The Matt Slick Fallacy – Update

On the 10th of January 2016, I went on a YouTube show / podcast, called the BibleThumpingWingnut and talked to Matt Slick for about 2 hours on the subject of his TAG argument, and how it is guilty of the fallacy of begging the question or false dichotomy:

 

The whole discussion with Slick was conducted in a friendly and non-confrontational manner. I enjoyed it, even though it was very late at night (whiskey helped). I think he understood the points I was making, but it was hard going at times to get agreement. This is probably because those guys have no formal training to logic or exposure to analytic philosophy. Even though I was showing that the argument doesn’t work, we left on good terms, and I would happily speak with him again.

Quick note: there were some hints that maybe I was just diagnosing a problem with the ‘wording’ of the argument, which would leave the possibility that a way could be found to repair it. The temptation might be to rephrase it as something logically equivalent; like instead of ‘p or ~p’, the first premise could be reformed as the logically equivalent ‘~(p & ~p)’. That would make the argument of the form ‘It cannot be both this and that, and it is this, so it must not  be that’. But this would fail, as follows:

~(p & ~p)

~p                             (i.e. the second option)

Therefore, ~p        (i.e. not the first option)

Any logically equivalent reformulation like this though will (provably) fall into the same trap; it is just as obvious that the above argument begs the question. The rewording will not help, because fundamentally the same first premise has been entered into the same pattern of reasoning (i.e. we are still using disjunctive syllogism in essence, even though the first premise is now a conjunction). No tactic like this will ever work.

On the other hand, any reformulation which is not-logically equivalent will be a different argument, not a ‘rewording’. Therefore, the argument cannot be ‘reworded’ in such a way to get round the problem. A new argument is needed to get to the conclusion. I’m not holding my breath that one will be forthcoming.

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10 thoughts on “The Matt Slick Fallacy – Update”

  1. Hi Alex,

    Great write up (and initial engagement). I also get the impression that Matt thinks the actual argument is still valid and just needs rewording, whereas you plainly spelled out both in the discussion and above that it’s logically invalid even if worded correctly to avoid the dichotomous problem. Be worth following up at some point to see if he has actually dropped it altogether, (although I doubt it as these problems have been pointed out to him many times).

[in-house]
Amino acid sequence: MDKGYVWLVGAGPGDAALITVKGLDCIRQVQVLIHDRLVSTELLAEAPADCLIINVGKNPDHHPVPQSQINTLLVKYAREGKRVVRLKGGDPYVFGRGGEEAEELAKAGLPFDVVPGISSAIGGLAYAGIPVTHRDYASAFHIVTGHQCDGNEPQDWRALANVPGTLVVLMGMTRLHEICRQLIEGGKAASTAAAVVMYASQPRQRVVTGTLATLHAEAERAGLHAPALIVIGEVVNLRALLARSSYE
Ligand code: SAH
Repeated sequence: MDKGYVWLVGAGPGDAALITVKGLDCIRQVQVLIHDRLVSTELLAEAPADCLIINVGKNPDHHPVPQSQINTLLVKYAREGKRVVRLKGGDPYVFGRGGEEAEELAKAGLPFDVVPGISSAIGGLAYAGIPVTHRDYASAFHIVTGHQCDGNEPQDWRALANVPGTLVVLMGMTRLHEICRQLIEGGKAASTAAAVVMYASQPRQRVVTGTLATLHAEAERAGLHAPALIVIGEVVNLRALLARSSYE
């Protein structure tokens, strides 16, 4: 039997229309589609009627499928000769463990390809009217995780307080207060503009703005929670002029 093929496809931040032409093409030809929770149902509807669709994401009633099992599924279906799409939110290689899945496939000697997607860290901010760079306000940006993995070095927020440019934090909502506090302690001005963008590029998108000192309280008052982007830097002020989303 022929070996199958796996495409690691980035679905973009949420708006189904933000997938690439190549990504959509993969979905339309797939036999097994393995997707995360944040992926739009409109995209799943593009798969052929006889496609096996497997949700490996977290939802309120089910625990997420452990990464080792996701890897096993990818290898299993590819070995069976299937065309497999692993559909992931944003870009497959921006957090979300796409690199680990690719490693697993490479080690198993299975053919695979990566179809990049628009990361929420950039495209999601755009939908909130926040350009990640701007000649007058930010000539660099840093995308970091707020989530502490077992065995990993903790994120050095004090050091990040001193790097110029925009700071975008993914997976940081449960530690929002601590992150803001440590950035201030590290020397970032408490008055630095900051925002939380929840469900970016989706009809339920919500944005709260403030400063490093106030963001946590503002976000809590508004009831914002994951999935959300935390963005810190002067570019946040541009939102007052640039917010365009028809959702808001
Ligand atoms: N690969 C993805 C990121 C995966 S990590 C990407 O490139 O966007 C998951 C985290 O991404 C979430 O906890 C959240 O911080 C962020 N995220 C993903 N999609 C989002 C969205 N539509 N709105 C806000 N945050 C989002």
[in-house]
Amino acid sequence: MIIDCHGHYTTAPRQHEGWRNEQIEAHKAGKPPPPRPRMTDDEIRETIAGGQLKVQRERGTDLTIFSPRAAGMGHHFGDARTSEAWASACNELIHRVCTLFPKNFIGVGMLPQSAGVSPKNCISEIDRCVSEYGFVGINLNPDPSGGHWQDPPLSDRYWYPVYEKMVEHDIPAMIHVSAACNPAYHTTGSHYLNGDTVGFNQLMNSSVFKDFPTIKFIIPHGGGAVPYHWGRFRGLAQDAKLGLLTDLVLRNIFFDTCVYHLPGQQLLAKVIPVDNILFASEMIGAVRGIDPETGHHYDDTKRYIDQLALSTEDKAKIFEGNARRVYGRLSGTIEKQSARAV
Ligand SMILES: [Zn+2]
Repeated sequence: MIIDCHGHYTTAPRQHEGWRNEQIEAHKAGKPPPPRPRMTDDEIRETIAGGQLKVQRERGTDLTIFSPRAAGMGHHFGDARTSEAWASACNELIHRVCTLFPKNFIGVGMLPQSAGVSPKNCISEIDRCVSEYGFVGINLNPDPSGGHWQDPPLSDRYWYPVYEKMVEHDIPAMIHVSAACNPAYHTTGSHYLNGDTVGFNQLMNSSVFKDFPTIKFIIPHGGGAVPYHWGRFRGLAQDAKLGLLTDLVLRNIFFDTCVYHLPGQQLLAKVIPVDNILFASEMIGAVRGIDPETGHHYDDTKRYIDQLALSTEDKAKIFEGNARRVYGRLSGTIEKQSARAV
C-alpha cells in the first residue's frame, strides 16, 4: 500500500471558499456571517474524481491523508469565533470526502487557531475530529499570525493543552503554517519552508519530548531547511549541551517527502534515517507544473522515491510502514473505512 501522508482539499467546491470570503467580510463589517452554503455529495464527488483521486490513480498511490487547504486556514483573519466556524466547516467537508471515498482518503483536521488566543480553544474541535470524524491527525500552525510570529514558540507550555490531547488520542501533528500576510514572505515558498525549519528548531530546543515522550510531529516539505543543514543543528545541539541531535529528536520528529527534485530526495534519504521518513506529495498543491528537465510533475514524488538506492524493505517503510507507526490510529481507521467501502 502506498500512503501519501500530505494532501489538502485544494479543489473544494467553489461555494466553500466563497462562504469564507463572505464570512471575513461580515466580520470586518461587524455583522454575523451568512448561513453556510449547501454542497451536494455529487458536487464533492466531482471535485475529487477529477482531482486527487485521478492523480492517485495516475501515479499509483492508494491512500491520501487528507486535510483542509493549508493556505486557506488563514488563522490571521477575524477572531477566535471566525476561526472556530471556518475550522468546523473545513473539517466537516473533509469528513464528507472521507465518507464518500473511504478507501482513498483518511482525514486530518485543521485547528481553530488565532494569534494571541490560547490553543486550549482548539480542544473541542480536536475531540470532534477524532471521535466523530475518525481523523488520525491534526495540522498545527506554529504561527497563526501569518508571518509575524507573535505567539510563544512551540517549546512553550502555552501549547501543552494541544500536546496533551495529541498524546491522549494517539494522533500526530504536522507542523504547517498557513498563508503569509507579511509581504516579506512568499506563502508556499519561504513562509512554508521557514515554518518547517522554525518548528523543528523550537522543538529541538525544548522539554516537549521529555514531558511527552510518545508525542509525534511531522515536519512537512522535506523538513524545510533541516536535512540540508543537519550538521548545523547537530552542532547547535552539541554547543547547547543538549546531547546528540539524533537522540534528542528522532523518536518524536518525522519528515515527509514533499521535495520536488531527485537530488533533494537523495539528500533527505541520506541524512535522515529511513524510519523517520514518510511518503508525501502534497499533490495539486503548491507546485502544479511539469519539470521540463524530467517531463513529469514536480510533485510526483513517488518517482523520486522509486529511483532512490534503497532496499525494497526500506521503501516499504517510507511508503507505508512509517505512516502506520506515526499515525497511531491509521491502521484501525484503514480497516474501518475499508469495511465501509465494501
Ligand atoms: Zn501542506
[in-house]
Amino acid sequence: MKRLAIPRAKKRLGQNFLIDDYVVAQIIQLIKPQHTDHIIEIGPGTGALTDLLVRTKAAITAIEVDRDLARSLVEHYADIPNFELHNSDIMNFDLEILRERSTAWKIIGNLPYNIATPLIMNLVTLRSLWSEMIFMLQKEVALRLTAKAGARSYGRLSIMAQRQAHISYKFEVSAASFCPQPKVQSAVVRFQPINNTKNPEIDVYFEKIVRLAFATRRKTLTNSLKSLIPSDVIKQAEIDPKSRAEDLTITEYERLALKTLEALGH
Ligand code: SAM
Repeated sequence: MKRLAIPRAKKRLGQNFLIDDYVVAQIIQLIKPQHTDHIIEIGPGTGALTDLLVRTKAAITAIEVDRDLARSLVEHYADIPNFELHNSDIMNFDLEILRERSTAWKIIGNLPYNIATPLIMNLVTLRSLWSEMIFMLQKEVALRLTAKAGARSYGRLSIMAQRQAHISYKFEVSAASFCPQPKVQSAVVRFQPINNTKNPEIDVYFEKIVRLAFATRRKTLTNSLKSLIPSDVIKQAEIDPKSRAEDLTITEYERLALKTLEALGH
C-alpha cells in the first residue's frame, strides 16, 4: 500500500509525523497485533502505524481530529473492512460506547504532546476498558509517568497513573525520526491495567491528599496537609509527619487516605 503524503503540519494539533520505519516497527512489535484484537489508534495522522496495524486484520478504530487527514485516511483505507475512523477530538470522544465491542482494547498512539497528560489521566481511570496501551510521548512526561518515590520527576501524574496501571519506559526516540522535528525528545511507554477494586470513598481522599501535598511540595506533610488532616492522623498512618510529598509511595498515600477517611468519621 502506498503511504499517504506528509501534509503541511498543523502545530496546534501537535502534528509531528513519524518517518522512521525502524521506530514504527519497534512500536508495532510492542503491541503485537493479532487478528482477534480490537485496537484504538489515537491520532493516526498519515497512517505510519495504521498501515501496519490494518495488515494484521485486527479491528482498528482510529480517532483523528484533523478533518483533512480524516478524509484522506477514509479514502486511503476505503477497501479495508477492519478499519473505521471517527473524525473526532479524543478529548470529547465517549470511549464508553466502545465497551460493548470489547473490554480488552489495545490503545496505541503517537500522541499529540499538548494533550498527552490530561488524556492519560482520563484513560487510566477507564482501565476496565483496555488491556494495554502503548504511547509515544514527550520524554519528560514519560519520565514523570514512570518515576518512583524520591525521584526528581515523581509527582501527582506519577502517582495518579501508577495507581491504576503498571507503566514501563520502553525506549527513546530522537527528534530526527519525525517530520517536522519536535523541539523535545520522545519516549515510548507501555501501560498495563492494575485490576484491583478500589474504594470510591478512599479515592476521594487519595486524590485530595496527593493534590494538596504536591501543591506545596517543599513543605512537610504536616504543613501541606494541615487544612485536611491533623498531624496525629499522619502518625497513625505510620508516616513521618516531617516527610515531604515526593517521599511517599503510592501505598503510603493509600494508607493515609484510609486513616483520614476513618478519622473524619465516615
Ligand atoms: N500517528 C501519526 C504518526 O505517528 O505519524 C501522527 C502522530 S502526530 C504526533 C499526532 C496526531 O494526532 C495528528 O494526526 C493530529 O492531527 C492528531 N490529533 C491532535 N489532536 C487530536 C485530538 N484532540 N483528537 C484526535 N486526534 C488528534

Cheers,
    Dave.

    Liked by 2 people

    1. Matt’s back :-). And I’m right, apparently Christians have pointed out to him that it’s *your* logic that is invalid Alex, and so he’s back to it only being worded incorrectly in its original form.

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  2. It’s quite bizarre how they see the conversation. Slick seems surprised I claimed it to be a refutation, even though the second sentence of my original ‘Matt Slick Fallacy’ post, which he had read prior to me talking to him, was: “His version is one of the easiest to refute that I have come across.” I spent over two hours explaining how either way the argument is cashed out leads to issues, either that it is unsound or that it is trivial. They are saying that it is an issue of ‘wording’ still. This is an indication that they don’t understand the notion of logical form. Andrew also seems not to understand what validity is. Contrary to his claim, I never said that Matt’s arguments were invalid. There are other ways an argument can be deficient than by being invalid. At root, they are claiming that I didn’t refute the argument because a) they don’t understand what I said, b) they don’t appear to have a clear idea of what the logical form of Matt’s argument is, and c) they don’t understand what a refutation is. I showed clear examples of logical problems with the argument, all of which were about the logical form, not the wording. They missed that. They claim that even though I clearly landed false dichotomy and begging the question, the argument is still not refuted. Next time Matt says ‘That’s begging the question’ or ‘thats a straw man’ to an atheist, they should reply ‘well, that is just about the wording of what I am saying, not my actual point’, and see how they get out of that.